On 12/15/17 (the last phase of the auto assignment period) a total of 610,945 beneficiaries were assigned to our two dental managed care companies as follows:
- MCNA – 304,789
- Delta Dental of Arkansas – 306,156
As you know, there will be some movement as beneficiaries work through their 90 day choice period.
As of 12/20/17 the two MCO’s have contracted with, or have contracts pending for the following number of dental providers:
- Contracts complete – 646
- Contracts pending – 60
- 706 Dental Providers
- Delta Dental of Arkansas
- Contracts complete – 673
- Contracts pending – 34
- 707 Dental Providers
Every single person who is a Tier 2 or Tier 3 and receives Medicaid services for a Developmental disability or a Behavioral health issue will undergo an Independent Assessment. This means you need to understand what it is and what will happen. MSL has gathered some resources to help you be prepared:
First of all, you’re probably asking, which Tier am I in? Click the link to find out!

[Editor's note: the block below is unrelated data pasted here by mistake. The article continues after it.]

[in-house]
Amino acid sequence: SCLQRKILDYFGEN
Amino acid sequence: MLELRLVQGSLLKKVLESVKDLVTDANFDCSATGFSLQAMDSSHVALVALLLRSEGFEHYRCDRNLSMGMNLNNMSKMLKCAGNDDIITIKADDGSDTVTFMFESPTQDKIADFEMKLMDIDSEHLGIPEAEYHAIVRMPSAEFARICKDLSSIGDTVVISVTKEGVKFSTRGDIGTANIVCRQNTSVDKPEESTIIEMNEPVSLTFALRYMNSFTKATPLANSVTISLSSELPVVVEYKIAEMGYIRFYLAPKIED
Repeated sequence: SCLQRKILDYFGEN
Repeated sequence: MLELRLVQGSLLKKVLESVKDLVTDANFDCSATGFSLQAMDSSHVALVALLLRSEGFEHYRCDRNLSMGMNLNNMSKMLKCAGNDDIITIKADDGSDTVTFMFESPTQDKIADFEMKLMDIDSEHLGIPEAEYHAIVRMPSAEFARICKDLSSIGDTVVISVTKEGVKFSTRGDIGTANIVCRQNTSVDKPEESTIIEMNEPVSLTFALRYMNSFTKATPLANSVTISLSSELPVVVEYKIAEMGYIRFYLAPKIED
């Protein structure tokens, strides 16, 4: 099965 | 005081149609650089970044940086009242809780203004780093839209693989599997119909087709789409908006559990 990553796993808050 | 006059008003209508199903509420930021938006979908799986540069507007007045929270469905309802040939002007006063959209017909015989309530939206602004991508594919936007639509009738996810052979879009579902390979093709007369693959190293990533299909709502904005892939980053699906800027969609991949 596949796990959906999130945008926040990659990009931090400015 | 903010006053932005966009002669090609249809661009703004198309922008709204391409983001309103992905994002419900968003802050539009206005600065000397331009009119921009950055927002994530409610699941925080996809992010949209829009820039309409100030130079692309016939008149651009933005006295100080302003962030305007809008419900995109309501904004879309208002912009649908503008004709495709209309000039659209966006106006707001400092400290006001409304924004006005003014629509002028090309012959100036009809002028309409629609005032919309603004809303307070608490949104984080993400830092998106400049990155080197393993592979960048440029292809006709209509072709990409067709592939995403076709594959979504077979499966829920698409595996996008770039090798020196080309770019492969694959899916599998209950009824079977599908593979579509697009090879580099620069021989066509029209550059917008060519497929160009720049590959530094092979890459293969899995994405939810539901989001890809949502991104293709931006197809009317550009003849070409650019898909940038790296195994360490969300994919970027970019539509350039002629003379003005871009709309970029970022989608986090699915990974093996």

If you are Tier 2 or 3, you will receive a notification letter about your assessment. It may come from a company you don’t recognize, but make sure to look for a letter and read carefully for the words Independent Assessment. Once you receive a letter, you will soon receive a phone call to schedule a meeting.
You are allowed to take people with you in these assessments, such as a parent or provider. The assessment itself can take from one hour to three hours. It is critical carefully consider and answer the questions because they determine your Tier placement.
Once your assessment is finished, you will have to wait to receive results. Once they are compiled, both you and your primary provider will receive a copy.
THINGS THAT CAN HELP
DHS has released the following resources to assist you or a loved one in preparation for these Independent Assessments. MSL has gathered it all in one place for you:
- Read the full assessment itself in PDF form